How We Talk to Children

Here’s another powerful poem by my Whitmanesque friend Jason Chambers, whose way with words often astounds me.

How we talk to frogs is softly,

but forthright, 

and wholly without shame. 

This they trust. 

How we talk to plants is 

with our hands,

and the leaves curl in response,

and bear memory of our imprint

through generations of seed. 

How we talk to each other is 

we listen,

with eyes that leave 

no room for doubt. 

How we work is filthy, 

and all-in, shovel flying,

and sweat sufficient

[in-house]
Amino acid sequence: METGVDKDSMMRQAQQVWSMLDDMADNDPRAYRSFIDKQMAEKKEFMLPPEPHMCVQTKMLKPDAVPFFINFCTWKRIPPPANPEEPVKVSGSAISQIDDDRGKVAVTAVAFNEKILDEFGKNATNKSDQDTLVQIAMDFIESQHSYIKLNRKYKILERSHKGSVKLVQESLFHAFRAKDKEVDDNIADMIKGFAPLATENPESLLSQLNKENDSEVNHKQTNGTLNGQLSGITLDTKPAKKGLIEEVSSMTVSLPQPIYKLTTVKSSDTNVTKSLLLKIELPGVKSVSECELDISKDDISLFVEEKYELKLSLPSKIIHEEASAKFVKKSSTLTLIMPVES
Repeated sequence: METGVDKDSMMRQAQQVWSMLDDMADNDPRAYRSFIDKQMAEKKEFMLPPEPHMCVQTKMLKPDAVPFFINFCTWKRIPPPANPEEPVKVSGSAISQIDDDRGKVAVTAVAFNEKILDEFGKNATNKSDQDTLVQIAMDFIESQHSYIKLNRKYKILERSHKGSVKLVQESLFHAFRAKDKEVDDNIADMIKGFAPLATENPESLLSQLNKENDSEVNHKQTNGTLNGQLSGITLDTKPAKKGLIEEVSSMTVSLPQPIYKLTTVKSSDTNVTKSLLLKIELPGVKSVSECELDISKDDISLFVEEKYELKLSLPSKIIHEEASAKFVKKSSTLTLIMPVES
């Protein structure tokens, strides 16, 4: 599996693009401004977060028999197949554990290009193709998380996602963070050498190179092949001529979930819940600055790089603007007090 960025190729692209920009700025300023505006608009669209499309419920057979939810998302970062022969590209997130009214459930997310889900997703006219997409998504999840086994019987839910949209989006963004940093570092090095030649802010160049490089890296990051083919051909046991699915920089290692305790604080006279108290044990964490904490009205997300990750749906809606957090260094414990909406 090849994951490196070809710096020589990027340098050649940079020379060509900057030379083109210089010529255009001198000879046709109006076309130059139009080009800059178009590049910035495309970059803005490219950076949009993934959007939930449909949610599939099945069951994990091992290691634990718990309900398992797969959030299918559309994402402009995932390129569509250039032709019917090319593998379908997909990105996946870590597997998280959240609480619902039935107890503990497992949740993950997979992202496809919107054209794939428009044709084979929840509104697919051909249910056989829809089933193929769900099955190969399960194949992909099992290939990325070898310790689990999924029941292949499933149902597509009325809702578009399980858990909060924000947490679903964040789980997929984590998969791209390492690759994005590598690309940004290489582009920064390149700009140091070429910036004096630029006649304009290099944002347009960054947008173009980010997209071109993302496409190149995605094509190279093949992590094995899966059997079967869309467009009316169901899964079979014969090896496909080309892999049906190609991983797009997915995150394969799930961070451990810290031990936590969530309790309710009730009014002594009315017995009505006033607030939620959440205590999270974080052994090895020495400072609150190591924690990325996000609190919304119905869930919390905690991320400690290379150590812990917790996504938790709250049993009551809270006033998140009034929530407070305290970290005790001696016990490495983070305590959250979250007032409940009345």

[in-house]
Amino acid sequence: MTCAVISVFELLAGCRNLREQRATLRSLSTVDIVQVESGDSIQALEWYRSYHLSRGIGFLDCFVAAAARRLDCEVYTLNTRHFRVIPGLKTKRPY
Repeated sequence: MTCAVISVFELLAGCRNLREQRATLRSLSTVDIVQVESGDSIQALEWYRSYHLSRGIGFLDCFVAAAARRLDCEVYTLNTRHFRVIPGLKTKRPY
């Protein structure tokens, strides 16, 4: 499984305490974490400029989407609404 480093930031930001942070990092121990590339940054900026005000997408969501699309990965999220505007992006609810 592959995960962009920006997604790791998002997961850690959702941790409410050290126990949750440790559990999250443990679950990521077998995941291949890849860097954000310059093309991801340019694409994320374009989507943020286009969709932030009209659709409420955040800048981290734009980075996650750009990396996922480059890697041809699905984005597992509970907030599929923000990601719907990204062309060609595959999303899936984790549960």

to hide all tears- 

every scratch, 

every ache, 

every labored breath 

a miracle, a gift. 

How we eat peaches is shirtless,

faces shining joy 

and juice dripping irretrievable 

past every secret place. 

The old woman by the road 

bears all the marks of a traveler

so I buy a single yellow rose 

for my brother deer 

dead on the shoulder. 

Resting the bloom on his head

where antlers once were,

I look up as the schoolbus passes slow 

at twenty-two young eyes,

staring back. 

And I see them see me 

and the deer 

and the flower 

and the day perfect as all others,

and I know my daddy sees it too,

and he’s never been more proud.

I believe those sun glasses belong to Caroline Tigner Moore

Sorry about the squeaky chair in the recording, but I can’t read it without dancing, even in a chair.